MB: I'm certainly not a caretaker but I also love the challenge of new and different things. As you can see from my resume, I've done a lot of different things that are satisfying in very unique and discreet ways. I really liked running a magazine in the late '80s when it was the right time, I thought, to do that. I really liked launching a cable network in the early '90s, which was a very fertile time for a cable network start-up. Obviously being in the Internet starting in 1994 and now through 2002, in one fashion or another, it?s been a very exciting time to do this.
SDK: Is this a time when we see the pioneers moving on? Maybe that?s too broad a statement.
MB: I don't know if we can make a sweeping statement like that at all. Everybody?s personal situation and career development opportunities are unique. What else would I do in Internet news but work here, frankly? I don't know what?s going to develop for me over the next six months or six years but I can't quite see at least today sitting here that at any time or for an extended period of time would I go run an Internet news site.
SDK: So this isn't one of those things where you leave and two weeks later we hear you've taken on some amazing new job?
MB: I wouldn't say that necessarily. I'm considering several things and I hope they'll be exciting, too, but I'm not going to go to a rival Internet news site in two weeks, two months or, frankly, two years.
SDK: Is your leaving removing a layer of protection for MSNBC.com?
MB: I really don't know what structures will be put in place after I leave and I'm not even in a position to speculate about that. They've said they?re going to seek a new editor in chief. That person, especially if it?s somebody who works for me today, will be, I?m sure, very effective.
SDK: When you talk about MSNBC coming close to breaking even ? the success in the wake of major events like 9/11 came with a high price tag, that traffic had its price.
MB: I think the 9/11 situation is very unique. Obviously 9/11 from a newsgathering point of view was unforeseen by us and every other news organization in the world. I don't feel guilty at all that we weren't prepared from an infrastructure point of view for the audience of that scale, in particular the demands on our video distribution capabilities. I can't apologize for that or regret that at all. The best minds in the industry or this company couldn't have foreseen how to manage our way through the video kind of crisis we had during that period. 9/11 in many ways is an aberration and in this one, small way an aberration here as well.
When you talk about sending a couple of reporters to Kosovo or to Afghanistan, the kind of things we really like to do, the scale of the economic investment that each one of those required is dwarfed by the economic implications for our site of the surge in traffic on 9/11.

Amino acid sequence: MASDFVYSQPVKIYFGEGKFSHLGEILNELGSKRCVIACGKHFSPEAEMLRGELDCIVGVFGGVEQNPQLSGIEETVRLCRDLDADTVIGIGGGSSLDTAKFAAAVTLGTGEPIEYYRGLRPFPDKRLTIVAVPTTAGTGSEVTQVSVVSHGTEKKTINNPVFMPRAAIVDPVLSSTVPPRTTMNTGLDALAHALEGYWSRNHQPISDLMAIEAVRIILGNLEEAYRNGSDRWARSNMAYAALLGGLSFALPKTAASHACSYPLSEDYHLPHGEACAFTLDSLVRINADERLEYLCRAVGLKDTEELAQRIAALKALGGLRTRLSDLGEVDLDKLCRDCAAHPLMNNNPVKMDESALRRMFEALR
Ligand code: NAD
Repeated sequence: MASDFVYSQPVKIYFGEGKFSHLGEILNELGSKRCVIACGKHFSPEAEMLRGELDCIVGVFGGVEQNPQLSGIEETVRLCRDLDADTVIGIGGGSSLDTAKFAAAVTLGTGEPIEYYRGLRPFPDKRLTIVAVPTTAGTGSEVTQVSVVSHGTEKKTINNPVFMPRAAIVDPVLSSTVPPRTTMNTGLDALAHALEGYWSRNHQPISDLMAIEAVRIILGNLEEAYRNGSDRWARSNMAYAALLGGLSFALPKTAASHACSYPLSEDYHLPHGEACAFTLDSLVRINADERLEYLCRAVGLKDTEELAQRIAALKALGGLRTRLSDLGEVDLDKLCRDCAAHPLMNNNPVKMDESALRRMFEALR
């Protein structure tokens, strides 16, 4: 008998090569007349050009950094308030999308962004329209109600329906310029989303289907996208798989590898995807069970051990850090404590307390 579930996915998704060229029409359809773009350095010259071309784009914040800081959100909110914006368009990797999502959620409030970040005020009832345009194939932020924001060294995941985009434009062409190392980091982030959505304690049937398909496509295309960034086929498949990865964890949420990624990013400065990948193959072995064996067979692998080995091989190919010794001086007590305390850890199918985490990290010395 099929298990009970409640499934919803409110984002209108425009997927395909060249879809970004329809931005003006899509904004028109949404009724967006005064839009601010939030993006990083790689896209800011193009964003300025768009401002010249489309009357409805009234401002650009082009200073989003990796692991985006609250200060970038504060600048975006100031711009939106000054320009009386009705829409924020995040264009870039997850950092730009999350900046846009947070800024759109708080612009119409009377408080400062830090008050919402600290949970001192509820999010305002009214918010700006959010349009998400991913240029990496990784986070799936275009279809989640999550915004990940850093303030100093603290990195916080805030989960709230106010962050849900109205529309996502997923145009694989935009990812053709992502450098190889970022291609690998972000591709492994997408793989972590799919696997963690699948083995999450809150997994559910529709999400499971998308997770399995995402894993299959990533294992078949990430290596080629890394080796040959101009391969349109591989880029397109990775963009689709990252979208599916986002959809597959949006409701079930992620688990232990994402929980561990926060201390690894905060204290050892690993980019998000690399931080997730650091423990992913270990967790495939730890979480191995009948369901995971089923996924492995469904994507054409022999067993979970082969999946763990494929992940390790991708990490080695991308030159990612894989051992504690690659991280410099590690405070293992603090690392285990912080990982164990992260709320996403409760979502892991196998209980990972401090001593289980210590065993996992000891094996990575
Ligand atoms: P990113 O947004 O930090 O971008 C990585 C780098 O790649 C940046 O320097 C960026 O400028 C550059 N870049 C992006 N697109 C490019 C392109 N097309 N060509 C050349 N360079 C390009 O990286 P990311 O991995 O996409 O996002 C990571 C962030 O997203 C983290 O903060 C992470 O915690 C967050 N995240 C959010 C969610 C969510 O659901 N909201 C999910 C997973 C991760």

SDK: Is that what led to the cutbacks earlier this year?
MB: Absolutely not. The cutbacks we had to do earlier this year were because of a strained revenue circumstance.
SDK: Because of advertising?
MB: That's about all we've got around here.
SDK: Along those lines, MSNBC.com and a number of other sites, some long gone, made a great deal of their branding and their expansion out of content alliances that didn't bring money with them but brought the use of other sites? content and put your content out there. Is that still viable?
MB: I am an architect of one of the most expansive such relationships -- the NBC-Microsoft-MSNBC-Newsweek-Washington Post relationship. I'm watching my friend and colleague Jon Alter on the cable channel (MSNBC) right now. I?m very proud of his affiliation and the affiliation of other Newsweek people with MSNBC cable and with NBC news.
In our case I set out to do that, not that particular relationship per se, but to build alliances with news organizations to fill holes in what the NBC newsgathering operation could offer us. I certainly have no regrets about that or relationships we have with the Wall Street Journal, with a variety of technology publications, all that?s really critical to building a great and expansive site. WashingtonPost.com is a great site that?s made better by their access to NBC News video and footage. They don't have a video library or a live news channel they can rely on to add multimedia to what they do everyday, and I?m thrilled that I helped create a situation where they could have that.
I don't care who you are in this medium -- if you?re not alliance building ? you?re going to be behind the 8-ball because nobody has it all.
SDK: I remember sitting in Steve Brill?s office after he acquired Inside.com and being told there was no reason to do that because there was no money in it.
MB: We actually had that same conversation, me and Steve Brill. Often. We are in the business of maximizing eyeballs for advertisers. To say that projects or relationships that bring new eyeballs to your site doesn?t have money attached to it is silly. Unless you?re going to be a small niche subscription operation, say, in the B2B category, it is preposterous. It is about eyeballs. Every little peacock that sits on the Washington Post site or every link to our stories from partner sites is in the interest of both brand building and, more importantly, traffic. We?re selling eyeballs here. It?s a medium.
SDK: Why do you think you've been able to succeed in creating a strong brand and creating an ongoing enterprise when your cable counterpart is foundering?
MB: I don't want to talk about cable. They?re my colleagues but I'm not involved in their day-to-day operations . They have significant brand challenges, obviously. They don't practice what they do with the kind of the attitude and approach that Fox can and does because they?re part of a long-established news organization, NBC News, with its own world view. I don't know what to say about that.
On to Part Two...